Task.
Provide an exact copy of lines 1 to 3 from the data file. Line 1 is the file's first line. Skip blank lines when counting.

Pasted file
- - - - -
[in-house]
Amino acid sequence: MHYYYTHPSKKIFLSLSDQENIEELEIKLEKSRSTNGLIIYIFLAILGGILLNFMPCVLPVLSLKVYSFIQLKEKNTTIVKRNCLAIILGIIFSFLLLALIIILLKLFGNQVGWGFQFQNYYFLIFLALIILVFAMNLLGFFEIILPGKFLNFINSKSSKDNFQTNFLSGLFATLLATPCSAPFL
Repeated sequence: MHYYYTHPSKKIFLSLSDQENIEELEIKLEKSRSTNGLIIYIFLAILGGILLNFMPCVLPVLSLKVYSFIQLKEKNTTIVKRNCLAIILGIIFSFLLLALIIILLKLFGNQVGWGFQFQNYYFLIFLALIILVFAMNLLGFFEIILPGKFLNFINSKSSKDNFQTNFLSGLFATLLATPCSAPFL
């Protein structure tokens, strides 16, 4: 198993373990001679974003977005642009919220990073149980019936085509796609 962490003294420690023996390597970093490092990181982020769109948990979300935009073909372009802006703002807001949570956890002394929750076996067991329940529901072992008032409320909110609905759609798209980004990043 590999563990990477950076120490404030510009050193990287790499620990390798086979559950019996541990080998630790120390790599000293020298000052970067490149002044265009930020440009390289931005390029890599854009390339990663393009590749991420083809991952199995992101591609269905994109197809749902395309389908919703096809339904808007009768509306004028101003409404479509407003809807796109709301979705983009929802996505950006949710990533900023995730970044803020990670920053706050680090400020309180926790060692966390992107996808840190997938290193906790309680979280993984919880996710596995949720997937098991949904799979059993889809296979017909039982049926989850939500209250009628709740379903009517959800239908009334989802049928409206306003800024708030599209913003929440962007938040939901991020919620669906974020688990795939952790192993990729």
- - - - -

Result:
[in-house]
Amino acid sequence: MHYYYTHPSKKIFLSLSDQENIEELEIKLEKSRSTNGLIIYIFLAILGGILLNFMPCVLPVLSLKVYSFIQLKEKNTTIVKRNCLAIILGIIFSFLLLALIIILLKLFGNQVGWGFQFQNYYFLIFLALIILVFAMNLLGFFEIILPGKFLNFINSKSSKDNFQTNFLSGLFATLLATPCSAPFL
Repeated sequence: MHYYYTHPSKKIFLSLSDQENIEELEIKLEKSRSTNGLIIYIFLAILGGILLNFMPCVLPVLSLKVYSFIQLKEKNTTIVKRNCLAIILGIIFSFLLLALIIILLKLFGNQVGWGFQFQNYYFLIFLALIILVFAMNLLGFFEIILPGKFLNFINSKSSKDNFQTNFLSGLFATLLATPCSAPFL